The supposed hay fever turned into a fully-fledged cold, which left me feeling exhausted and with a pounding head and non-stop sneezing. So my day of hard work took a hit. Feeling quite pathetic, I decided to seek out the tip on a lone journey, before I headed off with the trailer Justine has kindly lent me. It was also an excuse to hit the garden centre in Airvault, an exercise that bores A completely. I sneezed and snuffled my way around and found everything very expensive, but did buy weed killer for the lawn and grass seed, to re-establish lawn on the bare ground on Mount Athos, so named for the two Greek busts that are placed there with some seriously heavy stones in the form of an ancient ruin. Very beautiful and rather elegant. It will be even more elegant if I can re-establish the grass.
Chiding myself for being pathetic, I filled the trailer with former laurel hedging and the back of the car completely with sacks of dead dry leaves and took off to the tip in the sunshine. Something had to be achieved! The trailer has a French plate, the car an English and although the lights worked on the trailer when I set off, I’m not that sure there were when I got going. My cousin and her husband, who have lived in France for thirty years, would toss it off with a shrug, but my English innate sense of duty and living by rules has not slackened in the eight days we have been here and I feel guilty as I leave the house. Strangely, by the time I hit the tip, I really couldn’t care! Two other cars and trailers are there, neither trailer matching the number plate of the car, so I decide, if I am stopped, a gallic shrug of the shoulders and an attempt at charming the gendarme will have to do. Fortunately, they are even rarer than cars on these roads and I get home without incidence.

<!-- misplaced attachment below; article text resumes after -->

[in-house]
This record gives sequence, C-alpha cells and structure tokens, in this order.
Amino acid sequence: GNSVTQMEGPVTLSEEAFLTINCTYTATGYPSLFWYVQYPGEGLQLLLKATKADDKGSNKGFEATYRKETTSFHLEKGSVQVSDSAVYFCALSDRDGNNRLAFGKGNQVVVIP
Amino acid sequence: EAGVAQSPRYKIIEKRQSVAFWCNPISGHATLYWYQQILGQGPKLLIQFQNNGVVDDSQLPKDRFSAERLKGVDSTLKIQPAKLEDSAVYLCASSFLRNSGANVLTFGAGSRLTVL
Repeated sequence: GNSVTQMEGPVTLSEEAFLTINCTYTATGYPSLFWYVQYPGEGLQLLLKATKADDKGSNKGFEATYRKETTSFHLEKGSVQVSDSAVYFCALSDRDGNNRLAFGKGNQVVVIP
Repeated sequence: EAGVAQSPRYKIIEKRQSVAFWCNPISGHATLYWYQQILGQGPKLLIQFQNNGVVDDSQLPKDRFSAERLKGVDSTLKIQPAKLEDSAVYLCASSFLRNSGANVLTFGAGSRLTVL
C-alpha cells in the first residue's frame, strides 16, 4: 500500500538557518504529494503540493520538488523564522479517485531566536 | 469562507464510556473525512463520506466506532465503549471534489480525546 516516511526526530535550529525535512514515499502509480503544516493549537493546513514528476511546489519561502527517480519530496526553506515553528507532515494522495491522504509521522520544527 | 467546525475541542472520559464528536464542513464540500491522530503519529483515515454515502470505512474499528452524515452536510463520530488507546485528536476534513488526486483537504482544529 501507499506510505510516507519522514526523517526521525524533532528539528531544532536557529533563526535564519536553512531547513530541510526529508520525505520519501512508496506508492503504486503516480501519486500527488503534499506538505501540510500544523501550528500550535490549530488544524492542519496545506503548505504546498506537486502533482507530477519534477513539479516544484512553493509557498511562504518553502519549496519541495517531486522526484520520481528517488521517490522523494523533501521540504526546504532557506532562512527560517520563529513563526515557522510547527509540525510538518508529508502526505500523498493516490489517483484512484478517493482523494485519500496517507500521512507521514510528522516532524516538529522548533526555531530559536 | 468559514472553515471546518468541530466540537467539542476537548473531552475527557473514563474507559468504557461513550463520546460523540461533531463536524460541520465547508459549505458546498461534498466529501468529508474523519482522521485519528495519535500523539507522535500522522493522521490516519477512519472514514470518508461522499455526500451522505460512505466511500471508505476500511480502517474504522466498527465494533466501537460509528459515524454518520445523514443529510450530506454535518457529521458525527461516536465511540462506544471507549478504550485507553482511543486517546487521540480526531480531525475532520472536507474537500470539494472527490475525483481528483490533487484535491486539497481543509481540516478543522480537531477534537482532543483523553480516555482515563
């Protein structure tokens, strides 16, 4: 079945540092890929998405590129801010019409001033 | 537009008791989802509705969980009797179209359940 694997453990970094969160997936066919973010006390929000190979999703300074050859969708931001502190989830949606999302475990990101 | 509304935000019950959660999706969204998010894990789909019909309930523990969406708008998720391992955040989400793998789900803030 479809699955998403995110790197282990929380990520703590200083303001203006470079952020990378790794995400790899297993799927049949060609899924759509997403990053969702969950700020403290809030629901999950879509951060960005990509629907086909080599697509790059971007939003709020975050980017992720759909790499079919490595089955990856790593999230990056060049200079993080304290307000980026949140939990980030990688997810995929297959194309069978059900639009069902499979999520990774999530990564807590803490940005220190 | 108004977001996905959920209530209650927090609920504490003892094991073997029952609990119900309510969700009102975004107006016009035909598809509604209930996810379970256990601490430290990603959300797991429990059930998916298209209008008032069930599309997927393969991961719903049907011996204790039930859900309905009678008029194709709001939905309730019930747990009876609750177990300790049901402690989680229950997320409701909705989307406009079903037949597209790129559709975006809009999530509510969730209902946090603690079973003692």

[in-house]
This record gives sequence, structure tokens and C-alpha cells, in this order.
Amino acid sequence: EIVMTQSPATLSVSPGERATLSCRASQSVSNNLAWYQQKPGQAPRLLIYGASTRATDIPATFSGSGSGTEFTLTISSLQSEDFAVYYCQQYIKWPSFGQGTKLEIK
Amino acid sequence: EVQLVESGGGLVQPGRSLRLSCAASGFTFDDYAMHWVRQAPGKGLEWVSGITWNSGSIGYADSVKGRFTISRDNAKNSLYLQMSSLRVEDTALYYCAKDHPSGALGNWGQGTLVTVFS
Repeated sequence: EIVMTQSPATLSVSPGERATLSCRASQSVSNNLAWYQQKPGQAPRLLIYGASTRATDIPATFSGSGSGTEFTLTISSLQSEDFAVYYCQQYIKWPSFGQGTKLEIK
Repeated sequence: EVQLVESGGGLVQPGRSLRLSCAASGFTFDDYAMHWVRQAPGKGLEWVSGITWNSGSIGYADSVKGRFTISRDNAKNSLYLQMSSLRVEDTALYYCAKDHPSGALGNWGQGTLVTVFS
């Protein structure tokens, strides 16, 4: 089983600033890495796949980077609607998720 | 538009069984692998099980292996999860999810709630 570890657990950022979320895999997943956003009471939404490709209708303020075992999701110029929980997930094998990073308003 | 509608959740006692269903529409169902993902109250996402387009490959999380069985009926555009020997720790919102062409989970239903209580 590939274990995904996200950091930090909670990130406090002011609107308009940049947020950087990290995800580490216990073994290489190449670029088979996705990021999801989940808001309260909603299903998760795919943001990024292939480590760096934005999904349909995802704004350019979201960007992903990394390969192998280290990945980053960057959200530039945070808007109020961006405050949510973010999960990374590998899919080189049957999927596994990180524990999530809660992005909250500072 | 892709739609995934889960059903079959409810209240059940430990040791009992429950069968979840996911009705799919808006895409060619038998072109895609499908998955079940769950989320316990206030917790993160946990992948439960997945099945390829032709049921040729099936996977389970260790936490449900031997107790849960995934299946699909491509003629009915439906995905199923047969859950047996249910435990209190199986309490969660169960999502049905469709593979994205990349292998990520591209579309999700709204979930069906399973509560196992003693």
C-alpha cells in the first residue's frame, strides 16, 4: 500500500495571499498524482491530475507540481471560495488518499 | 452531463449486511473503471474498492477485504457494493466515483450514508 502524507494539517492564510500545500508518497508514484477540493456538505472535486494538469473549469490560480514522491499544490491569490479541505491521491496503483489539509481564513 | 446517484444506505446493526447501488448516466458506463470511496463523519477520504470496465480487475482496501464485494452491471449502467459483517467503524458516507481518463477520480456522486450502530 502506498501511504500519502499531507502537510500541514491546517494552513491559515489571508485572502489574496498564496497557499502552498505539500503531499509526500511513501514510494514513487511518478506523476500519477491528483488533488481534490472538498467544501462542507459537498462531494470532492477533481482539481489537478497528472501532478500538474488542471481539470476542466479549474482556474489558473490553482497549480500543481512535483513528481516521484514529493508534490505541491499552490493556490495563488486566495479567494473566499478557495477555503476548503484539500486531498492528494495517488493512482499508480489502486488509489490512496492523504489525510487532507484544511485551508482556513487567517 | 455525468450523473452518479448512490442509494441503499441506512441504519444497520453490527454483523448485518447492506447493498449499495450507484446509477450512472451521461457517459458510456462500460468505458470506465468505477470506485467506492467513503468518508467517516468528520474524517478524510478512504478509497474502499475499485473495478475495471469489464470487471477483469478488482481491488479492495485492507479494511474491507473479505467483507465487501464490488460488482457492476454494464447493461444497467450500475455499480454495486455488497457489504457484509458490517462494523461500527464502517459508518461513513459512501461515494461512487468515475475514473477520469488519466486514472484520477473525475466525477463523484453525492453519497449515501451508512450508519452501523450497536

There having been a mistake with the quantity of oil I ordered for the heating and the water, I am a little reticent about using the central heating. As the weather was so warm, I took the decision to turn it off, which in hindsight was a mistake. Although we are used to living in big cold houses, there is a degree of chill in the gite which gets to the bones. The boiler needs a service, and I have asked the local specialist to come and give me a quote. He arrived this afternoon when I was on the second trip to the tip and left a charming note on the door of the main house, in beautiful handwriting, ending the few lines with ‘cordialement’, which gives me a special feeling whenever I see it written. It may be normal to the French; it’s charm personified to me! However, the control is in the main house, which I can’t access without the lovely Justine and a key, so we are going to be chilly again tonight. Last night we resorted to switching on the gas burners on the stove. Not quite the Aga, and not something I’ve done since being a student, but it warmed us up!
The written manners of the French cannot be said to be replicated in their driving manners. For once in my life, I am not in a tearing hurry to get anywhere and I am taking delight in the surroundings as we explore and visit different towns and villages…or as I trip along to the tip…. At the normal speed limit, rather than over as I am ashamed to say I usually am in the UK. As the French tear up behind me and then tail gate me four inches from the bumper, I indicate I am going to pull over to let them pass and slow right down. They slow right down too, and have been known to come to a complete stop behind me on a long, straight and empty road! Tailgating is obviously a better choice than overtaking. Anyone aware enough to overtake, fails to acknowledge any form of thanks. We used to recognise the grockles in the summer at home, who had rather the same attitude. The locals generally could be relied on to lift a hand of thanks...though in our part of Devon, where everyone seemed to be related, it was probably an automatic reaction to the vague notion that it was probably a passing relative in the other car!